Father’s Timeshare for Child Support Is Zero Despite Mother’s Interference with Father’s Visitation

sample case about legal custody of Child and child support in california

In a partial reversal, a California Court of Appeals has ruled that a Trial Court was wrong by attributing extra unsubstantiated timeshare to Father to compensate for Mother’s alleged interference with and prevention of Father’s visitation with Child. According to the Appellate Court, actual timeshare must be used in calculating child support, which is not affected by one parent’s deprivation of other parent’s visitation rights.

In the case of County of San Diego v. P.B., Mother and Father were married in 1998; their Child was born in September 2001. In 2006, Mother filed for divorce. Child custody, child support, and visitation became issues of ongoing contention and dispute. Mother and Father had joint legal custody of Child, but Child lived with Mother, and Father had a fifty percent (50%) timeshare.

In 2011, “an incident at a restaurant” caused Father’s timeshare to change from fifty percent (50%) to supervised visitation only. From October 2014, through July 2015, Father had a twenty- nine (29%) timeshare. Meanwhile, in September 2014, Mother filed a motion for increased child support and determination of arrearages in the Family Support Division.

In October 2015, a family court services counselor prepared a report regarding the custody dispute. That report stated that the 2011 incident had caused Child to be seriously afraid of Father and to not want anything to do with Father. The counselor reported Father’s claim that Mother made false accusations against him that detrimentally affected his relationship with Child. Child told the counselor that Mother had told him about examples of Father’s bad parenting in Child’s childhood, but he had no independent memories of them. The counselor concluded that Child was “emotionally stunted” and could not “psychologically see himself as a separate person from his mother.” Child’s memories of the restaurant incident served to validate Mother’s views of Father and made Child oppose any efforts to reunify with Father. The counselor recommended that Mother and Father have joint legal custody of Child, with sole physical custody to Mother and no parenting time for Father.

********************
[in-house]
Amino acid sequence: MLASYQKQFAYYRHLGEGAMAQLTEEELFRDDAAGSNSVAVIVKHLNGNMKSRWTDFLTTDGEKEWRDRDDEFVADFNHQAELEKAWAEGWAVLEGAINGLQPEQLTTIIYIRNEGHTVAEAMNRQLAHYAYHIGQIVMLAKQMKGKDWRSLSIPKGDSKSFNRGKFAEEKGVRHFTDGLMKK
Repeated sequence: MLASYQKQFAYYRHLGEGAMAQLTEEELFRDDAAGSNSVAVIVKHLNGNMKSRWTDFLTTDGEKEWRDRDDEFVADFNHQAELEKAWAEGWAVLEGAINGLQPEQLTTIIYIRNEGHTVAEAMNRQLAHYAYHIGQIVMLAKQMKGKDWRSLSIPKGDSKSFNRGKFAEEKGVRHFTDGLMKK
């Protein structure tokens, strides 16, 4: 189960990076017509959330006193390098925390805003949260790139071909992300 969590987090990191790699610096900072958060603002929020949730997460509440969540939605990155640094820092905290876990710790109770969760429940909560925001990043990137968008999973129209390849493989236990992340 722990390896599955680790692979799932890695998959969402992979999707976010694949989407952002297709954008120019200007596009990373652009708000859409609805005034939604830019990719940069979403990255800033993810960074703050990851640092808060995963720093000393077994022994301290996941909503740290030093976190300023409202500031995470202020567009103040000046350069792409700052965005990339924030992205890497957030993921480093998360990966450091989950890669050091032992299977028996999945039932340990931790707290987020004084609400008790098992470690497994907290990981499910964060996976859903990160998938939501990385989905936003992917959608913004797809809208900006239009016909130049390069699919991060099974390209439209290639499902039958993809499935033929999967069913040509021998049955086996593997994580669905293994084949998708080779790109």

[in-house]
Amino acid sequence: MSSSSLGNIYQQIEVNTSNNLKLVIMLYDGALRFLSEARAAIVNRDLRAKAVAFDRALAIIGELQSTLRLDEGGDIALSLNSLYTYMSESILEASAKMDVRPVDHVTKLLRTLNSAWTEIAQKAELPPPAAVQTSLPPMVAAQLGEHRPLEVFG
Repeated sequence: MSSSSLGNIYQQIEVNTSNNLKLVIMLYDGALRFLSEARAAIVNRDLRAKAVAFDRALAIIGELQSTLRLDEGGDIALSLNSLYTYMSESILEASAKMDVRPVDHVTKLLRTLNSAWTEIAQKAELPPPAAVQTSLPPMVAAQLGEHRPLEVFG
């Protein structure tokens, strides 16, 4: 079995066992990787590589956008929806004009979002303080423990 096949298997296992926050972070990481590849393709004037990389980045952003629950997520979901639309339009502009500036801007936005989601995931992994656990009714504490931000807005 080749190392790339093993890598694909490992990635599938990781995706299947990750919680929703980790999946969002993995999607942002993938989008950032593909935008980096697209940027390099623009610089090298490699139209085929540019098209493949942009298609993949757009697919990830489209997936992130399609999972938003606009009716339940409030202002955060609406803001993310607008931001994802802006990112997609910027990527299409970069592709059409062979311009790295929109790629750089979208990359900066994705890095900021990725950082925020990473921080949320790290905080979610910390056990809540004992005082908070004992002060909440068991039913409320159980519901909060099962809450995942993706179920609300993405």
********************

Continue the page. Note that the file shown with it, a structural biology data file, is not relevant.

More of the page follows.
In September 2016, Mother and Father stipulated to a final custody order that provided for Father and Child to begin reunification therapy, and that after 60 days, Father could have increased parenting time up to fifty percent (50%) unless Child’s attorney or the reunification therapist opposed it on the basis of Child’s best interests. However, reunification therapy did not go well (Child threatened suicide and was taken for hospital evaluation). Father then filed a motion to modify custody, based on Mother’s having “brainwashed” Child and her determination to keep Child and Father apart. As to child support, Father’s attorney argued that Trial Court should attribute a fifty percent (50%) timeshare to Father, per parties’ stipulation, because of Mother’s efforts to thwart visitation. Trial Court made no finding of visitation interference by Mother, applied a zero timeshare, and ordered Father to pay $819 per month for child support, retroactive to October 1, 2014. Trial Court remarked that it might use another timeshare if it found that Mother had interfered with Father’s visitation.

In March of 2017, Father submitted a declaration contending that Mother interfered with his visitation time and failed to support his reunification therapy with Child. At a hearing on child

support in the Family Support Division in May of 2017, Trial Court made an interim order, based on allegations of alienation in the custody dispute, wherein it found that timeshare was 50/50 and ordered no child support. Trial Court reasoned that it would be inequitable to permit Mother to ignore or interfere with the stipulated timeshare and then seek added support on the basis of increased timeshare. Mother objected on the basis of California Family Code Section 3556 [enforcement of child support order not affected by custodial parent’s refusal to permit visitation].

At the next hearing in September 2017, Mother told Trial Court that Father and Child were undergoing conjoint therapy, but Child still refused any visitation with Father. Trial Court updated its interim orders, set child support at $286 per month from October 2014, through July 2015, using a 29% timeshare. For the period from August 2015, through December 2016, Trial Court used a 2% timeshare and ordered child support of $817 per month. From January 2017, forward, Trial Court set timeshare at 2% and child support at $892 per month plus back child support of $200 per month.